Poll: 50% Oppose Obama's Health Care Plan

This is a RUSH transcript from "The O'Reilly Factor," July 17, 2009. This copy may not be in its final form and may be updated.

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LAURA INGRAHAM, GUEST HOST: In the "Factor Follow-up" segment tonight: Are Americans beginning to revolt against Obamacare? A new poll shows that now 50 percent are opposed to the president's health care reform, while 42 percent support it. And now the non-partisan Congressional Budget Office says that the Democratic-backed plan is going to increase the cost for most taxpayers, not save them money.


DOUGLAS ELMENDORF, CONGRESSIONAL BUDGET OFFICE: We do not see the sort of fundamental changes that would be necessary to reduce the trajectory of federal health spending by a significant amount. And on the contrary, the legislation significantly expands the federal responsibility for health care costs.


INGRAHAM: With us now is Elizabeth Carpenter. She is the associate director — political director of the New America Foundation, which is a left-leaning think tank.

Now, he also said it was an unsustainable level of government spending, government growth. And he was projecting out, not just today but out into the future. How does this square with all of these promises that it's going to bring down the cost of health care and this is going to be this brand new utopian vision of nationalized medicine where we have this new, invigorated system? It does not seem to add up.

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ELIZABETH CARPENTER, NEW AMERICA FOUNDATION: Well, this is a good conversation to have and I'm glad you asked the question, because I think, you know, the president has been clear, health care reform is going to be paid for.


INGRAHAM: Yes, on the backs of people like me, maybe. But how — you know, it's going to be paid for, it doesn't — the numbers do not add up. The Congressional Budget Office is not partisan…

CARPENTER: Here is the thing that we should all recognize here that Congress is trying to legislate, and this is part of the legislative process. And part of the legislative process is to get feedback from people like the Congressional...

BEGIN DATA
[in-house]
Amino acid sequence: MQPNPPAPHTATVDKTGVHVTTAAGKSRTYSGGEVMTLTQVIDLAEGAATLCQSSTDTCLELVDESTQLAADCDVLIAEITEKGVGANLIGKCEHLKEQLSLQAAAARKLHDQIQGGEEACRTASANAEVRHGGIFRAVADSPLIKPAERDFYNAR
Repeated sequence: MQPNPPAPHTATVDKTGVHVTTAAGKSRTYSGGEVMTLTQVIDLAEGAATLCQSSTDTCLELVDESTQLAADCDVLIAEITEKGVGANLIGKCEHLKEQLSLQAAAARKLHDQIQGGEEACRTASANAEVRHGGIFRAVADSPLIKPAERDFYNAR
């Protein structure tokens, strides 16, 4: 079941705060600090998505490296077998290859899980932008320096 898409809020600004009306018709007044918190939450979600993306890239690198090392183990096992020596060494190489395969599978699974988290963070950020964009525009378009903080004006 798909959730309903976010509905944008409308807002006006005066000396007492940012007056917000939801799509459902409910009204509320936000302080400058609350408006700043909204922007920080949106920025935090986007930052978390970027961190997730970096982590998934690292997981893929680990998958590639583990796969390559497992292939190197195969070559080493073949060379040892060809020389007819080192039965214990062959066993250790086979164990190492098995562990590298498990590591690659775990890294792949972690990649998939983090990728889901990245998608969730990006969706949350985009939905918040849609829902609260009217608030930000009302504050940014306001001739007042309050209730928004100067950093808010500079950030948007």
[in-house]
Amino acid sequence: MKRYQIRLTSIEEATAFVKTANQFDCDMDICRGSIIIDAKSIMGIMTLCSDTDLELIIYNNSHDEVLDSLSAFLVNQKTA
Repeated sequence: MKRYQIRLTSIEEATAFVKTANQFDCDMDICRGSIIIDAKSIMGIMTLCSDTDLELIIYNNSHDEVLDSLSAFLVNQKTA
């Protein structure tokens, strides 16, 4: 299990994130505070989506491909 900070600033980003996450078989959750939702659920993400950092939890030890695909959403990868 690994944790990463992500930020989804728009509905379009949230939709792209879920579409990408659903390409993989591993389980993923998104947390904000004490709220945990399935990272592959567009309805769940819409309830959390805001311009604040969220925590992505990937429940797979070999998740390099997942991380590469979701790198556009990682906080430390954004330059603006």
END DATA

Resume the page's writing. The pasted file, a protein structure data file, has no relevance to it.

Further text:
INGRAHAM: They don't want feedback.

CARPENTER: Oh, I think they do.

INGRAHAM: Why do they want feedback? They are trying to ram this thing through. I mean, I don't mean to raise my voice, but they are trying to ram this thing through without the public knowing what is in this 1,000-page monstrosity of a bill. No good comes from 1,000 pages in this federal government. No good.

CARPENTER: Well, I think what you're seeing today, and frankly, as a result of the Congressional Budget Office testimony is some moderate Democrats, moderate Republicans who are working on this.

INGRAHAM: They are freaking out.

CARPENTER: Well, no, I think they are…

INGRAHAM: Yes, they are freaking out.

CARPENTER: They are going back to the — to what we know we can do. We know that 30 percent of health care spending in this country does not add clinical value, does not make patients healthier.

INGRAHAM: And we want bureaucrats to decide that for us?

CARPENTER: No, we don't at all.


CARPENTER: We want patients to have more information about…

INGRAHAM: Well, let's get into that because…

CARPENTER: …their care.

INGRAHAM: Well, we have President Obama, a couple of days ago, was talking about health care in the United States, and he was talking about end of life issues. Let's listen.


PRESIDENT BARACK OBAMA: The most important thing we can do on end of life care right now is to make sure that we are empowering everybody to make decisions for themselves about how they want to deal with the end of life and to encourage people to look at hospices as a legitimate option for dealing with these issues.